| Freeze Frame |

From Guilt to Guilt 

You see, I worry. I worry that I ask too much of you or that you’’re pushed to play a role you aren’’t always ready to play
Point of focus

From Guilt to Gift

What this means:

Guilt may be one of the most dominate emotions I experience as a mother. Something tells me I’m not alone in this. Guilt holds much more power over me than I ever allow triumph — and sometimes even love — to hold.

I know there are times I permit guilt to dictate my actions so I can relieve myself of pain or regret instead of figuring out what’s best for my child in a specific moment. In fact, I’m certain that guilt spurs an anxiety that causes me to continue the very pattern I’m lamenting.

I’ve been wanting to meet guilt face-to-face for a while now, to find a way to welcome it instead of trying desperately to defeat it. I want to somehow transform it into a tool for growth. And I’ve realized the only place to start is where we must always start as Jews: remembering that Hashem is in charge.

Whatever experiences my children are given are tailor-made for them — including being raised by their flawed, human mother. And while I always have the responsibility to work on myself and improve, Hashem knew my shortcomings better than anyone when He blessed me with my children. And still, He placed me at the center of their lives, imperfections and all.

Only once I recognize that there’s a greater Source of life than I, and that He’s all knowing and always shaping — shaping me, shaping my children — only then can I search for the gift within the guilt.

The gift may lie in the change that the guilt has the potential to bring about, if I let it. Or perhaps the gift lies in the very source of the guilt itself. Maybe there’s some way to find a silver lining to my mistake, some way it’s assisted in molding my child into who she’s meant to become. And, if nothing else, I can let it push me to change.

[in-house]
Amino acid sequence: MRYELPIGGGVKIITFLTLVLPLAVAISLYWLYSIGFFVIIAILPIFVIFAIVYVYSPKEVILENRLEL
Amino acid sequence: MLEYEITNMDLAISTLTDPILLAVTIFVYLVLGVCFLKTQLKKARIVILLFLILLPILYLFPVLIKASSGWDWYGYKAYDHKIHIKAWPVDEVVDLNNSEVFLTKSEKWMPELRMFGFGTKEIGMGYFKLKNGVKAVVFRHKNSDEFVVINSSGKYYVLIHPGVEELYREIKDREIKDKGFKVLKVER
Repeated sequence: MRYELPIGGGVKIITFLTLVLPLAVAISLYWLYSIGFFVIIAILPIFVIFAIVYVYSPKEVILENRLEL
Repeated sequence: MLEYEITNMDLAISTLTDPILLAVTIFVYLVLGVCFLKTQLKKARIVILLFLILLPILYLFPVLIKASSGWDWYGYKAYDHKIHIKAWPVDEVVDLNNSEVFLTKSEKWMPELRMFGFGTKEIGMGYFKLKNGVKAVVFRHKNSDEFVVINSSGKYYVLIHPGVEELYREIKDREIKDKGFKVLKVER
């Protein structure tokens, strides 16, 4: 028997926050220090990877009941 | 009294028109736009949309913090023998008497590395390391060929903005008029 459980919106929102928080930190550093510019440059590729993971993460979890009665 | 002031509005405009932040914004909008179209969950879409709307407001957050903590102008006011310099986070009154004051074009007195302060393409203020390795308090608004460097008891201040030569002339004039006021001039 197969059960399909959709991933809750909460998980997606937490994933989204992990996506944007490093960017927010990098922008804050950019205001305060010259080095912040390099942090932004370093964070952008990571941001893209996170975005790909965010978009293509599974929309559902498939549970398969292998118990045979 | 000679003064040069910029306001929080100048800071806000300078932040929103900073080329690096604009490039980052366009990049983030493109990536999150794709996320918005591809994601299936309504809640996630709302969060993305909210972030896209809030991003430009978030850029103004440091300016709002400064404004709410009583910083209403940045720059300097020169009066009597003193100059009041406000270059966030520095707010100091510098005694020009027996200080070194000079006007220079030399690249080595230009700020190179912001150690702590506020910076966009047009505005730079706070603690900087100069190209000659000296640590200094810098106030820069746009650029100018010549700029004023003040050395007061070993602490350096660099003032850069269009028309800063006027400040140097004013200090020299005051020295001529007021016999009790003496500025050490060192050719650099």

To do:

First, think about a specific area in your parenting that often gets tainted with guilt. Once you’re clear on a specific trigger that elicits this guilt, photograph either the child involved or an item/scene that reminds you of it. Then, write a narrative that addresses both your regret and the gift that this mess-up has created or can possibly bring about.


The “gift in your guilt” may not be as straightforward as finding a positive spin to the ways you’ve messed up. But regardless of the depth of your regret, this is an opportunity to allow it to serve a purpose — and then release it. And if releasing it is the only gift you can find in it, it will also have served its role.


  • As the oldest, you have a unique ability to sense my feelings at all times. I’m aware of your desire to step in and “fix” whatever needs fixing.  I treasure your insight and your mirroring of me, but I hold it with careful and delicate hands.
    You see, I worry. I worry that I ask too much of you or that you’’re pushed to play a role you aren’’t always ready to play. I regret the times that I’’ve forgotten you’’re only a child, just like your siblings, and that you deserve the same patience and grace as they do...
    But now, I’’m going to recognize who you’’ve become in this process. I’’m going to release the guilt and remember that you’’ve grown from my mistakes. I will do my best to let you savor your childhood and not need to grow up too fast, but you’’ll likely always be the first to test out my parenting — and that’’s part of what will continue to shape you as kind, responsible, and deeply aware of others’’ needs.

(Originally featured in Family First, Issue 754)

Oops! We could not locate your form.